Research News

Preeminent engineering researcher takes part in national summit on biotechnology and biomanufacturing

Cynthia Reinhart-King, Cornelius Vanderbilt Professor of Engineering and professor of biomedical engineering, was among a handful of national experts invited to participate in the White House Summit on Biotechnology and Biomanufacturing on Sept. 14 in Washington, D.C. 

Cynthia Reinhart-King
Cynthia Reinhart-King

The event, co-led by the National Economic Council, marked the launch of an initiative to develop bio-based solutions to global challenges ranging from food security and climate change to health security and supply chain disruptions. 

Heads of U.S. government agencies and members of Congress, as well as leaders from industry, academic institutions and nongovernmental organizations—representing a range of bio sectors and regions—attended the summit. The panel comes on the heels of two major federal initiatives: the signing of the CHIPS and Science Act of 2022, which provides billions of dollars in new funding to boost domestic research and manufacturing of semiconductors in the U.S.; and the creation of Advanced Research Projects Agency for Health at the National Institutes of Health, which will fund high-risk, high-reward, use-inspired biomedical and biotechnology research.  

“The significant investment this administration is making in biotechnology and the bioeconomy is a landmark and will ensure that the U.S. continues to lead in technological and manufacturing innovation,” said Reinhart-King, who is also senior associate dean for research at the School of Engineering. “I look forward to continued discussions and engaging in bio-based research that benefits all Americans and addresses the global issues we face today.”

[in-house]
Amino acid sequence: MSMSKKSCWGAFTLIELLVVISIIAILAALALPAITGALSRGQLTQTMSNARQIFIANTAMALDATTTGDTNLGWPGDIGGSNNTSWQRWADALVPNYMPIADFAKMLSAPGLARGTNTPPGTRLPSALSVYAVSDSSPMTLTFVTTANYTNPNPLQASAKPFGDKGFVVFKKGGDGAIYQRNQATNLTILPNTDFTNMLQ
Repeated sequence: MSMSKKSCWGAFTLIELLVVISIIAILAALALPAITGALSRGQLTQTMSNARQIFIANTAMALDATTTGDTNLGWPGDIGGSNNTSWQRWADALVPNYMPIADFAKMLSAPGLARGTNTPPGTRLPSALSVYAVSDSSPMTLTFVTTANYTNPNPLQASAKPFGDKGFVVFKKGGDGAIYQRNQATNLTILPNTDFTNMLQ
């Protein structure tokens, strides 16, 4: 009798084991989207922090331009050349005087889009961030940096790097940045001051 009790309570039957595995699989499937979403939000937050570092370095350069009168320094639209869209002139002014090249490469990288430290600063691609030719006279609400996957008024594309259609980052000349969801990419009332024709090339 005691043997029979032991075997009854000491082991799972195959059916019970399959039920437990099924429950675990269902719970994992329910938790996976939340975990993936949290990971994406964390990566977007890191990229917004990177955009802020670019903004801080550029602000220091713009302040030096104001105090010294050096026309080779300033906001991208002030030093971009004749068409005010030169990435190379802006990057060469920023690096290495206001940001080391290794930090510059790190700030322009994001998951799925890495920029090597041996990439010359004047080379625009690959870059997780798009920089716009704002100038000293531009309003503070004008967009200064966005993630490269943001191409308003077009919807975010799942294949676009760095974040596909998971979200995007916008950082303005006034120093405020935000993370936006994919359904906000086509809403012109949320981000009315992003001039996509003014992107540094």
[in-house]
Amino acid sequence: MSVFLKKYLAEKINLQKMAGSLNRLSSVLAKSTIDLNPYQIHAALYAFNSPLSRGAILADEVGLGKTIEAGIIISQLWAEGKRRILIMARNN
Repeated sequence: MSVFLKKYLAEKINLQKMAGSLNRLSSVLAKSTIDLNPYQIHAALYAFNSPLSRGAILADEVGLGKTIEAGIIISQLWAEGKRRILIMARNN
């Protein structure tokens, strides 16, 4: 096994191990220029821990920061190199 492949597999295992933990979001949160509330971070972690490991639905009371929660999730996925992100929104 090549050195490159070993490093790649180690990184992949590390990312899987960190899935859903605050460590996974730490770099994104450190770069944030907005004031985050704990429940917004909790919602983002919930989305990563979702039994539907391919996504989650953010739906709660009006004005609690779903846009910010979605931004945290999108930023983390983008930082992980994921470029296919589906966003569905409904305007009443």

Reinhart-King, a cellular bioengineer who is president-elect of the Biomedical Engineering Society, has contributed to scientific breakthroughs in understanding tumor formation. She was one of the first to show how the matrix, or the noncellular glue in all tissues and organs, can stiffen when a tumor forms, promote tumor growth and interfere with the effectiveness of cancer treatments.  

Padma Raghavan, Vanderbilt’s vice provost for research and innovation, said Reinhart-King’s invitation to take part in the summit speaks to her high standing in the field and offers recognition of her pathbreaking research.   

“In the last year alone, Vanderbilt has committed over $60 million dollars to advance bioscience and biotechnology solutions with significant investments on the horizon to drive Vanderbilt’s transformative national model for bio-based innovation,” Raghavan said. “Vanderbilt’s investments demonstrate the power of universities to produce cutting-edge biotech and biomanufacturing research with high economic and social impact, addressing global challenges in health security, national defense and climate change.”